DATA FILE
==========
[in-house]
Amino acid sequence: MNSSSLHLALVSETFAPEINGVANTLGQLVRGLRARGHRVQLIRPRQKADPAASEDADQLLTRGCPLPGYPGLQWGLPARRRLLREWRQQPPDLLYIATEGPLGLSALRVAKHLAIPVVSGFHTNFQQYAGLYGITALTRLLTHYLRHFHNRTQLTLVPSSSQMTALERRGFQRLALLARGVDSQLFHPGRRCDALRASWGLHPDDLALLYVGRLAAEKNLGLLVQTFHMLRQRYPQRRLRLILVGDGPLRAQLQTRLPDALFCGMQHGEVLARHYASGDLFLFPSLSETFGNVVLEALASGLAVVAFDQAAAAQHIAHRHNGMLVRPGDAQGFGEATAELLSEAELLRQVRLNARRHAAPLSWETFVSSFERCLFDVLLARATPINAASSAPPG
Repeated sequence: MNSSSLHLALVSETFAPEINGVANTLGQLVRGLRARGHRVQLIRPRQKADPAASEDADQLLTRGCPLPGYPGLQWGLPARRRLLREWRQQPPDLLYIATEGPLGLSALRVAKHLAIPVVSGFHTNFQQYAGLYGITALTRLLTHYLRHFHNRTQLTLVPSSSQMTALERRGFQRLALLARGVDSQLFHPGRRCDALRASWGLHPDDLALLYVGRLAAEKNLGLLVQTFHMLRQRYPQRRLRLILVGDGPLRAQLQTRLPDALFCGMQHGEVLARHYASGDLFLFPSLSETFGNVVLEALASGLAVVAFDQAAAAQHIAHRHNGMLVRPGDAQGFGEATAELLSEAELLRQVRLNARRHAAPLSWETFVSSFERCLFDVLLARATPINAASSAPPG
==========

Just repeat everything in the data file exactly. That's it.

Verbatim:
[in-house]
Amino acid sequence: MNSSSLHLALVSETFAPEINGVANTLGQLVRGLRARGHRVQLIRPRQKADPAASEDADQLLTRGCPLPGYPGLQWGLPARRRLLREWRQQPPDLLYIATEGPLGLSALRVAKHLAIPVVSGFHTNFQQYAGLYGITALTRLLTHYLRHFHNRTQLTLVPSSSQMTALERRGFQRLALLARGVDSQLFHPGRRCDALRASWGLHPDDLALLYVGRLAAEKNLGLLVQTFHMLRQRYPQRRLRLILVGDGPLRAQLQTRLPDALFCGMQHGEVLARHYASGDLFLFPSLSETFGNVVLEALASGLAVVAFDQAAAAQHIAHRHNGMLVRPGDAQGFGEATAELLSEAELLRQVRLNARRHAAPLSWETFVSSFERCLFDVLLARATPINAASSAPPG
Repeated sequence: MNSSSLHLALVSETFAPEINGVANTLGQLVRGLRARGHRVQLIRPRQKADPAASEDADQLLTRGCPLPGYPGLQWGLPARRRLLREWRQQPPDLLYIATEGPLGLSALRVAKHLAIPVVSGFHTNFQQYAGLYGITALTRLLTHYLRHFHNRTQLTLVPSSSQMTALERRGFQRLALLARGVDSQLFHPGRRCDALRASWGLHPDDLALLYVGRLAAEKNLGLLVQTFHMLRQRYPQRRLRLILVGDGPLRAQLQTRLPDALFCGMQHGEVLARHYASGDLFLFPSLSETFGNVVLEALASGLAVVAFDQAAAAQHIAHRHNGMLVRPGDAQGFGEATAELLSEAELLRQVRLNARRHAAPLSWETFVSSFERCLFDVLLARATPINAASSAPPG